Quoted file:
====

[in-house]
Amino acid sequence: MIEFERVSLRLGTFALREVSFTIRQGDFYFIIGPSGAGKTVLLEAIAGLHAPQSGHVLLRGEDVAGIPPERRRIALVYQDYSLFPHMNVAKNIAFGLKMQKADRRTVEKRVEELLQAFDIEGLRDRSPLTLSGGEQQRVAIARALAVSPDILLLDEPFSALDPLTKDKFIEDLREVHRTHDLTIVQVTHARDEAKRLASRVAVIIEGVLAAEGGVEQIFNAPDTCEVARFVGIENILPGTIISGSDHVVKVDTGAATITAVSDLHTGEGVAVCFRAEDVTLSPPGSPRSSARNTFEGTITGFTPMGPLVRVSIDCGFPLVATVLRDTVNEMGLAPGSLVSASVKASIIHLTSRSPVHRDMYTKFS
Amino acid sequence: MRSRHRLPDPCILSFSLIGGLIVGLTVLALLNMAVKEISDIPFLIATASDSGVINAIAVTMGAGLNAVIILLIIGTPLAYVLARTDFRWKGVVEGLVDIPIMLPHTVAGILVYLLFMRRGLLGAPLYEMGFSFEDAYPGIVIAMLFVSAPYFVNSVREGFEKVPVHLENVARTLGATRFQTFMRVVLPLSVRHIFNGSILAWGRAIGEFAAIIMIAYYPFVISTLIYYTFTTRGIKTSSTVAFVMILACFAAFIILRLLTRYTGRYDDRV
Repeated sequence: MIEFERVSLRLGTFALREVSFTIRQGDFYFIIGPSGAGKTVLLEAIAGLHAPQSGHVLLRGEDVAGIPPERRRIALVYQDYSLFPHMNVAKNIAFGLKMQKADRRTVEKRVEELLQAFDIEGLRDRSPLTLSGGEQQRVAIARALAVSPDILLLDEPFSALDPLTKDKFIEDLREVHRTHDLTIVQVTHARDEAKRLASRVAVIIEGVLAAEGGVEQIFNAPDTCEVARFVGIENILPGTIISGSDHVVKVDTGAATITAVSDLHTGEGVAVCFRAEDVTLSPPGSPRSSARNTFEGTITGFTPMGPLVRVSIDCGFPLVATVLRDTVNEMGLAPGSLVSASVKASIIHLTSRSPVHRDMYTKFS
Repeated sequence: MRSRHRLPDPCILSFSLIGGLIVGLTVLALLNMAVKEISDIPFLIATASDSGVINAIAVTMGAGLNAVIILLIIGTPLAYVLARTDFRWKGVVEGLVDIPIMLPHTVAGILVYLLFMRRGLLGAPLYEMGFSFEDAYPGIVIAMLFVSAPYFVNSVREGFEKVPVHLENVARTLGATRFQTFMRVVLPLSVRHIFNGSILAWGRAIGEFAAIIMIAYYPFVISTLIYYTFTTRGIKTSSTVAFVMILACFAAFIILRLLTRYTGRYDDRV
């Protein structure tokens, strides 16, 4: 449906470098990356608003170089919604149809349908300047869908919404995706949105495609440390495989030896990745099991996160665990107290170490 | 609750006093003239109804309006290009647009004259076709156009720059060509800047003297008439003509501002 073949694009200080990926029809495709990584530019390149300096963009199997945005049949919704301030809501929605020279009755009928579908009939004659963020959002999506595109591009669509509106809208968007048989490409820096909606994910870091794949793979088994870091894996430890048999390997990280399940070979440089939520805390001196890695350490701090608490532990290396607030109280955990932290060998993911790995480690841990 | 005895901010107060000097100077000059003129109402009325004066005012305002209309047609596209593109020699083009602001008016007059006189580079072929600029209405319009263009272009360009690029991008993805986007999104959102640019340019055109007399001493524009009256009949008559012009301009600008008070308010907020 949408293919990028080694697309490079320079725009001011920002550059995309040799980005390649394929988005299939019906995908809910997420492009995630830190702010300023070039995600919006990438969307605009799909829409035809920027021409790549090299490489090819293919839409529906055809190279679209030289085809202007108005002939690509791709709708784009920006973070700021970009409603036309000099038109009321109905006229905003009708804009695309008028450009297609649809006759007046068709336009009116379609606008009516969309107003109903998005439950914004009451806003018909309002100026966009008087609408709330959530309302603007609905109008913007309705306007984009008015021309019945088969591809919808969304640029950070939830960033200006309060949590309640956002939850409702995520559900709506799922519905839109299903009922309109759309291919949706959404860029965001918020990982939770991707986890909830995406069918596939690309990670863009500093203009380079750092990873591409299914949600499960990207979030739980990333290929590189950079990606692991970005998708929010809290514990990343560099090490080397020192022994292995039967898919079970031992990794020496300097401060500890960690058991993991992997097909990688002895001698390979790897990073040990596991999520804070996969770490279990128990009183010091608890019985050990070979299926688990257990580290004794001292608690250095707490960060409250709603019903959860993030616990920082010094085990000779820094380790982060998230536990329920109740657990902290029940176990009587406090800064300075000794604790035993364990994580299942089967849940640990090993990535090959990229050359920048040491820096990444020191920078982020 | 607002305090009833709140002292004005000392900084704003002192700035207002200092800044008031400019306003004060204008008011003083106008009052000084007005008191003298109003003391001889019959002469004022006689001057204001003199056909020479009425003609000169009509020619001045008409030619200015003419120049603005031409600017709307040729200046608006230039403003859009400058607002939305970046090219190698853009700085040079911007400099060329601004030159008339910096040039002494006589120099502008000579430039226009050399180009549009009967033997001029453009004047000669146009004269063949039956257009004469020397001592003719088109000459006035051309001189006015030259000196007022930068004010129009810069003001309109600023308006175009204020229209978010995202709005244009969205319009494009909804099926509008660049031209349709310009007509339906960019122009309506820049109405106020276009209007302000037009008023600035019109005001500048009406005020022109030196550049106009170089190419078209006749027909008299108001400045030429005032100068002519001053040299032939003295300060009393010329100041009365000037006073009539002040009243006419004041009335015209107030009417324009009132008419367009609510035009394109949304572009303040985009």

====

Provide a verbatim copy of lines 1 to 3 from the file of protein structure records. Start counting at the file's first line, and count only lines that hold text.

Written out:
[in-house]
Amino acid sequence: MIEFERVSLRLGTFALREVSFTIRQGDFYFIIGPSGAGKTVLLEAIAGLHAPQSGHVLLRGEDVAGIPPERRRIALVYQDYSLFPHMNVAKNIAFGLKMQKADRRTVEKRVEELLQAFDIEGLRDRSPLTLSGGEQQRVAIARALAVSPDILLLDEPFSALDPLTKDKFIEDLREVHRTHDLTIVQVTHARDEAKRLASRVAVIIEGVLAAEGGVEQIFNAPDTCEVARFVGIENILPGTIISGSDHVVKVDTGAATITAVSDLHTGEGVAVCFRAEDVTLSPPGSPRSSARNTFEGTITGFTPMGPLVRVSIDCGFPLVATVLRDTVNEMGLAPGSLVSASVKASIIHLTSRSPVHRDMYTKFS
Amino acid sequence: MRSRHRLPDPCILSFSLIGGLIVGLTVLALLNMAVKEISDIPFLIATASDSGVINAIAVTMGAGLNAVIILLIIGTPLAYVLARTDFRWKGVVEGLVDIPIMLPHTVAGILVYLLFMRRGLLGAPLYEMGFSFEDAYPGIVIAMLFVSAPYFVNSVREGFEKVPVHLENVARTLGATRFQTFMRVVLPLSVRHIFNGSILAWGRAIGEFAAIIMIAYYPFVISTLIYYTFTTRGIKTSSTVAFVMILACFAAFIILRLLTRYTGRYDDRV